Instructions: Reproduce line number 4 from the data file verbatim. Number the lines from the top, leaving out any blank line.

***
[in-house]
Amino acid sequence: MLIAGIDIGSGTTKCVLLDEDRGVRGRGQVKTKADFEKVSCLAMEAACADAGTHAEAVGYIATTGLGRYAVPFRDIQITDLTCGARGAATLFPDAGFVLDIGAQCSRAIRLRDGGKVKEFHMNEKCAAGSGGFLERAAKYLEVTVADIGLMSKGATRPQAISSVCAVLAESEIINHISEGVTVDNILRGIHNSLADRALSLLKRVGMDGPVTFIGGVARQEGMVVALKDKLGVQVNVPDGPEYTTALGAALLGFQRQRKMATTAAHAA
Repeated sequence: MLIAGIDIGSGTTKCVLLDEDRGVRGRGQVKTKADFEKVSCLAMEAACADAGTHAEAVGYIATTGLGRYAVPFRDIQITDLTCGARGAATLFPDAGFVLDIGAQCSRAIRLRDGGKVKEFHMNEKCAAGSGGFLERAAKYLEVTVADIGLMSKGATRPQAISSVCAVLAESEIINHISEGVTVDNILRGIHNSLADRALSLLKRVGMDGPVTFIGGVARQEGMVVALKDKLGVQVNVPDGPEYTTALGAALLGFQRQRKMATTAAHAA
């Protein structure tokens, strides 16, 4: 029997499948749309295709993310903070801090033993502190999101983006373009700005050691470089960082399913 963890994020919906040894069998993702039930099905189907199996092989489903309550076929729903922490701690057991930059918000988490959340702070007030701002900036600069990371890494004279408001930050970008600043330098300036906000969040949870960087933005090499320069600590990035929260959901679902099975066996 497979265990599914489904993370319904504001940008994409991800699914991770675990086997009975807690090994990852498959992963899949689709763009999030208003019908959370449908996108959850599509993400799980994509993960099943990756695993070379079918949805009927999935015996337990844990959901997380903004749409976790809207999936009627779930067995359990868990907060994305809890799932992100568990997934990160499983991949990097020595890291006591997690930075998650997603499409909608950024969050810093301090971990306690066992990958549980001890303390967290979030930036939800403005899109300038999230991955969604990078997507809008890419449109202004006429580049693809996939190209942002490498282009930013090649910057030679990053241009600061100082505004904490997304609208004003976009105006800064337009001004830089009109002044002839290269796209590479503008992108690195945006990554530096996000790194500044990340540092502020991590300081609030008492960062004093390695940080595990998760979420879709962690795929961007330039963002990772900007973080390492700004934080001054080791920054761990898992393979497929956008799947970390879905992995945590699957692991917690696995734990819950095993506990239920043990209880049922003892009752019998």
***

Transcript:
């Protein structure tokens, strides 16, 4: 029997499948749309295709993310903070801090033993502190999101983006373009700005050691470089960082399913 963890994020919906040894069998993702039930099905189907199996092989489903309550076929729903922490701690057991930059918000988490959340702070007030701002900036600069990371890494004279408001930050970008600043330098300036906000969040949870960087933005090499320069600590990035929260959901679902099975066996 497979265990599914489904993370319904504001940008994409991800699914991770675990086997009975807690090994990852498959992963899949689709763009999030208003019908959370449908996108959850599509993400799980994509993960099943990756695993070379079918949805009927999935015996337990844990959901997380903004749409976790809207999936009627779930067995359990868990907060994305809890799932992100568990997934990160499983991949990097020595890291006591997690930075998650997603499409909608950024969050810093301090971990306690066992990958549980001890303390967290979030930036939800403005899109300038999230991955969604990078997507809008890419449109202004006429580049693809996939190209942002490498282009930013090649910057030679990053241009600061100082505004904490997304609208004003976009105006800064337009001004830089009109002044002839290269796209590479503008992108690195945006990554530096996000790194500044990340540092502020991590300081609030008492960062004093390695940080595990998760979420879709962690795929961007330039963002990772900007973080390492700004934080001054080791920054761990898992393979497929956008799947970390879905992995945590699957692991917690696995734990819950095993506990239920043990209880049922003892009752019998």